I’ve been doing a slow turn to apolitical. Never thought I’d write that, but it’s true. The less cable news I watch, the better my life is. The more political cartoons/sayings/jokes I delete from my Facebook feed, the more it feels like I’m taking control of what occupies my head space.
I’m not claiming 100 percent cold turkey shutdown, but there’s little political drama getting through. I choose peace and quiet distance. I’m seeking out information instead of having it fed to me through packages and agendas.
What began this shift — as far as I can tell — was the death of Mike Wallace in the spring of 2012. I didn’t know him, although I did meet him while a Knight-Wallace Fellow in the journalism program named for him at the University of Michigan. But what struck me when he died was this — if there was even one tribute to his life that focused on or even mentioned his political affiliation, I missed it.
Think about the beauty of that. Doesn’t that right there capture where we have strayed horribly off course in journalism and in our consumption of it? Now we want to know whether people fall into the ‘D’ or ‘R’ category before we’ll give them any credence. This is life in America now. We have to declare a side. And sometimes the side is assumed for us and about us.
As a liberal independent contractor who wrote a twice-weekly column for FoxBusiness.com from 2007 to 2013, I have some unique perspective on this. Mine was a life coaching column called Game Plan about how to live life, and while it wasn’t a political column, my liberal world view certainly seeped in. I was not an employee at Fox and didn’t work in the building. I had delightful and skilled editors who shepherded more than 500 of my columns to publication. I didn’t receive talking points or edicts from on high.
However, I learned pretty quickly how I was perceived by others in the industry and beyond. When I reached out to people to be interviewed for my column, they usually assumed I was a Republican. I had some “chummy” treatment from other conservatives assuming they were talking to one of their own. I was dismissed or turned down for interviews by Democrats, some of whom were honest about why they wouldn’t talk to me; others didn’t explain why, but I knew or at least wondered. Still others consented to the interview, but never linked to the column on their website. Again, I knew.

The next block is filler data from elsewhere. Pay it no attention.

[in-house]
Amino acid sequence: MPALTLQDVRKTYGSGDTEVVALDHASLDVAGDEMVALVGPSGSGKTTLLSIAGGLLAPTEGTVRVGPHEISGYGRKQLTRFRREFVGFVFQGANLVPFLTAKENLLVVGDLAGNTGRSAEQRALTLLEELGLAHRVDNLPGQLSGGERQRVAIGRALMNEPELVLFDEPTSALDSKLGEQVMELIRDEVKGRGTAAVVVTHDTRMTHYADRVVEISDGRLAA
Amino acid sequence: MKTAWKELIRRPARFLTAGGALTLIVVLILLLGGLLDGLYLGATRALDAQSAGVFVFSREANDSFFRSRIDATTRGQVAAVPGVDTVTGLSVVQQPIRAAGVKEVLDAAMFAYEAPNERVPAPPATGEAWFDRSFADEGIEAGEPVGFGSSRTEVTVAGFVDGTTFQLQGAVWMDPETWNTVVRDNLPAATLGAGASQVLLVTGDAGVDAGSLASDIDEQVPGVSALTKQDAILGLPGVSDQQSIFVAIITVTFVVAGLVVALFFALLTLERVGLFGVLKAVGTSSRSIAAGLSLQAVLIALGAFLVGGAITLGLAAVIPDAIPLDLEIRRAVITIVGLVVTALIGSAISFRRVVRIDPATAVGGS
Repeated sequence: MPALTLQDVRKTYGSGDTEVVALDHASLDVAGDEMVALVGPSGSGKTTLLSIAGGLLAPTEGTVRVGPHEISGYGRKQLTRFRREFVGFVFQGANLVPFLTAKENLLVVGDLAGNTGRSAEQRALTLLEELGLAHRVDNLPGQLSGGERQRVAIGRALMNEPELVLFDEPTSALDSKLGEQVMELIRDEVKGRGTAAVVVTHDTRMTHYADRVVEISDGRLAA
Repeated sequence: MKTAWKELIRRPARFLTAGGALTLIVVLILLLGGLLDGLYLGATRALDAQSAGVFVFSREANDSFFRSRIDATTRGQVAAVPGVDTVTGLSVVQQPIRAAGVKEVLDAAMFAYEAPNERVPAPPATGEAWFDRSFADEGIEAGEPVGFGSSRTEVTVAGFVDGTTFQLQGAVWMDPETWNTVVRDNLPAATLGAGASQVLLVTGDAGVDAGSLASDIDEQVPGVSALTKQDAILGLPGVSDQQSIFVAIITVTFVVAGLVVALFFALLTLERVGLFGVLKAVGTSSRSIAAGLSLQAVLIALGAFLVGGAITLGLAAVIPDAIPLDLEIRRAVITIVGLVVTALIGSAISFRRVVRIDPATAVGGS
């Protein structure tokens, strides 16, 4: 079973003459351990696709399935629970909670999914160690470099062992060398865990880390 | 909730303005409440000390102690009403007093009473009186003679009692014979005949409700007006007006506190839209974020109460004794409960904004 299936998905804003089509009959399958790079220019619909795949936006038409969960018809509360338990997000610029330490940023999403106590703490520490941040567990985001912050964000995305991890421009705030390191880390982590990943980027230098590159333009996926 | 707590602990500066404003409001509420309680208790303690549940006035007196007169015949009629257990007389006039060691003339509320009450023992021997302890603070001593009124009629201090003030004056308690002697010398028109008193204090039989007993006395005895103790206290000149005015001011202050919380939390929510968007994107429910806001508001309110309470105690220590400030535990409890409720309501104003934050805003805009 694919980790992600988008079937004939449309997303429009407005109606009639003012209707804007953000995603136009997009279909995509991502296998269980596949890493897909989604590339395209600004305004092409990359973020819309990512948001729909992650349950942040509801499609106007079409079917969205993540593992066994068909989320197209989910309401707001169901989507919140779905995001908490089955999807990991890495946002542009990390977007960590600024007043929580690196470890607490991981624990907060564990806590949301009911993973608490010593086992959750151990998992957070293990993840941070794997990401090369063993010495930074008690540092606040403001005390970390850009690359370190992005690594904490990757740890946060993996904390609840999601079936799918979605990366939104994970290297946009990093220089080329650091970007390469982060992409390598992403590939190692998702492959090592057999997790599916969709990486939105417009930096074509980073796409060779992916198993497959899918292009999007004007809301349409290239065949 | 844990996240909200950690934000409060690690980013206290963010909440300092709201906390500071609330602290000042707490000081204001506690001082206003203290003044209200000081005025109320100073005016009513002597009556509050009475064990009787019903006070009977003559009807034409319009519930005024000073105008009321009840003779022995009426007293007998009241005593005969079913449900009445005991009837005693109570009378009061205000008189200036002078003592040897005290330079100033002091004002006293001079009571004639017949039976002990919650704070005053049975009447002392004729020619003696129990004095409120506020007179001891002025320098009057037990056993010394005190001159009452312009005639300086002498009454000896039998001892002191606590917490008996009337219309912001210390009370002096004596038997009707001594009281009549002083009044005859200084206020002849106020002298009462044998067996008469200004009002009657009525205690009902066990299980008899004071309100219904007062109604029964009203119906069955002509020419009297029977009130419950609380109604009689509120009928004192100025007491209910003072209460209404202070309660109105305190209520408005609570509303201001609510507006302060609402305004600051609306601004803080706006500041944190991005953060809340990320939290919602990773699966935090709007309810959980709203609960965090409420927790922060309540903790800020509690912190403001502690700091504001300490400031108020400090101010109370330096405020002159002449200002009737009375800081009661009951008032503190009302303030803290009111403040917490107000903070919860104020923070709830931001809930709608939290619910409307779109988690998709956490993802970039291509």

It was an ongoing part of the gig and I’d like to think I straddled the line with grace. I loved what I was doing. But in December 2011 I had a moment of clarity around all of these pre-conceived notions we have based on political affiliation.
At that time I wrote a column about NFL quarterback and devout Christian Tim Tebow lauding him for his authenticity. He is unabashedly Christian. He doesn’t lord it over others. He just lives it. How many of us do that? He was a polarizing figure at that point. Most of my mail response was positive, but I was particularly struck by an email from a reader applauding the piece and saying he was thankful for writers like me and networks like Fox. It gave me such pause because I realized I would have written the same exact piece for MSNBC. But would this reader have received it the same way under that banner? I’ll never know.
As I watched and read the tributes to the late Wallace, I marveled at what a difference it makes when the audience is focused on the work and not who the journalist voted for in the last election. That kind of thinking in no way connects to the top-notch training I had in college as a journalism major and it certainly doesn’t line up with what I was taught in my 15 years as a sports writer and columnist for mid-sized New Jersey newspapers in the 80s and 90s. In fact, the editor-in-chief of one of those papers told me that if I joined NOW I would never again write about a women’s issue for his newspaper. We had to be above reproach.
That was how I came up.
But here are the facts from the last few years: My Fox columns were re-posted to the Conservative Watch and Market Watch websites. I received Gun Alerts from NRA-related organizations in my Fox email box despite having never written anything on either side of the gun issue. My entire family is conservative. I have friends who are activists for liberal causes and friends who talked about leaving the country if Barack Obama was re-elected. As a life coach, I have a client from the South who wants to maximize the gifts the Holy Spirit has given her and a writer from the Northeast who reads tarot cards.
The diversity stretches me. Isn’t that what life is about, stretching ourselves in order to fulfill our potential and use the gifts we’ve been given? I am committed to that way of being in the world. Fox contributed to that by giving me the freedom to help others find their purpose through a very public forum.
What a fortuitous intersection of circumstances it is that led me there and here. Through my five years writing Game Plan for Fox Business I learned labels are for those lacking in nuance. Thoughtful dialogue and openness allow us to hover above the limiting ‘D’ and ‘R’ in a higher, lusciously gray place. I had the enormous challenge of finding common ground with other human beings whose political views were different from mine and I met it.
Think about the beauty in that. I did and I do. It has changed everything.